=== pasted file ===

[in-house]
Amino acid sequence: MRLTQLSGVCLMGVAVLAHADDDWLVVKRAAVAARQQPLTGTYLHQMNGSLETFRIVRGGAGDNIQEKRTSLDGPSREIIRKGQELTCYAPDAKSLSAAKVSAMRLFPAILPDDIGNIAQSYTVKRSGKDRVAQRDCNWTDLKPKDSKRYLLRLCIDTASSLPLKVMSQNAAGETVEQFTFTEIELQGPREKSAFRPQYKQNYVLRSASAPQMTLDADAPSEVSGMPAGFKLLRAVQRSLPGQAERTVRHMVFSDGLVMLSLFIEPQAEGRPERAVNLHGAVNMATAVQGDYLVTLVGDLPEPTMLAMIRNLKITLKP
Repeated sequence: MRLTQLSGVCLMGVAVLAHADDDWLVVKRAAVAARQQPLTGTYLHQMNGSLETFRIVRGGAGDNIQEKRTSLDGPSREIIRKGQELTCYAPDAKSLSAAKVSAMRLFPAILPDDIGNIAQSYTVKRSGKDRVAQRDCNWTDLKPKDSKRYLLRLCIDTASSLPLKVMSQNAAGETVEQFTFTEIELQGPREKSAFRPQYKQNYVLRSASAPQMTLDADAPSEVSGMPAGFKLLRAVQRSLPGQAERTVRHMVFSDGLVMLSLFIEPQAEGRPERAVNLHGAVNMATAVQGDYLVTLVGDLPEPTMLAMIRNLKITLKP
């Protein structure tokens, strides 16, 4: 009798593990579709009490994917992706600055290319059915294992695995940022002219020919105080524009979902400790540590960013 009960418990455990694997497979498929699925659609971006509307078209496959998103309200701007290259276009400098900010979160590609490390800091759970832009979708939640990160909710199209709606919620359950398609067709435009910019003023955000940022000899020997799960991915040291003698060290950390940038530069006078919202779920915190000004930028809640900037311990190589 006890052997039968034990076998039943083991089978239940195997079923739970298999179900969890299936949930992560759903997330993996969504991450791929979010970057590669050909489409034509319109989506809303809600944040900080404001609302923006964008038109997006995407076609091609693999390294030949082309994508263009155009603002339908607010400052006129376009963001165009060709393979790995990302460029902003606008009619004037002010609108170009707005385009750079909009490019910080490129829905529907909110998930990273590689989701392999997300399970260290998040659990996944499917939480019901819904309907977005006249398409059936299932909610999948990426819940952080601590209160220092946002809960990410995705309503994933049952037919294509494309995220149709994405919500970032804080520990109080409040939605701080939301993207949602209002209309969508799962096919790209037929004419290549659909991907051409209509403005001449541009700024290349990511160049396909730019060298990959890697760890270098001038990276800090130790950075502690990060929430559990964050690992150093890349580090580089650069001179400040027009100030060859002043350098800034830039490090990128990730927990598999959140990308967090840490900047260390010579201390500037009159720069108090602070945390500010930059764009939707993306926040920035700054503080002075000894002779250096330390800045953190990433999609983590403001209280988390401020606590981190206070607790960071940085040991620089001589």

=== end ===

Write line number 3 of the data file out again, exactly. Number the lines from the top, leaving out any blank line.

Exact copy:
Repeated sequence: MRLTQLSGVCLMGVAVLAHADDDWLVVKRAAVAARQQPLTGTYLHQMNGSLETFRIVRGGAGDNIQEKRTSLDGPSREIIRKGQELTCYAPDAKSLSAAKVSAMRLFPAILPDDIGNIAQSYTVKRSGKDRVAQRDCNWTDLKPKDSKRYLLRLCIDTASSLPLKVMSQNAAGETVEQFTFTEIELQGPREKSAFRPQYKQNYVLRSASAPQMTLDADAPSEVSGMPAGFKLLRAVQRSLPGQAERTVRHMVFSDGLVMLSLFIEPQAEGRPERAVNLHGAVNMATAVQGDYLVTLVGDLPEPTMLAMIRNLKITLKP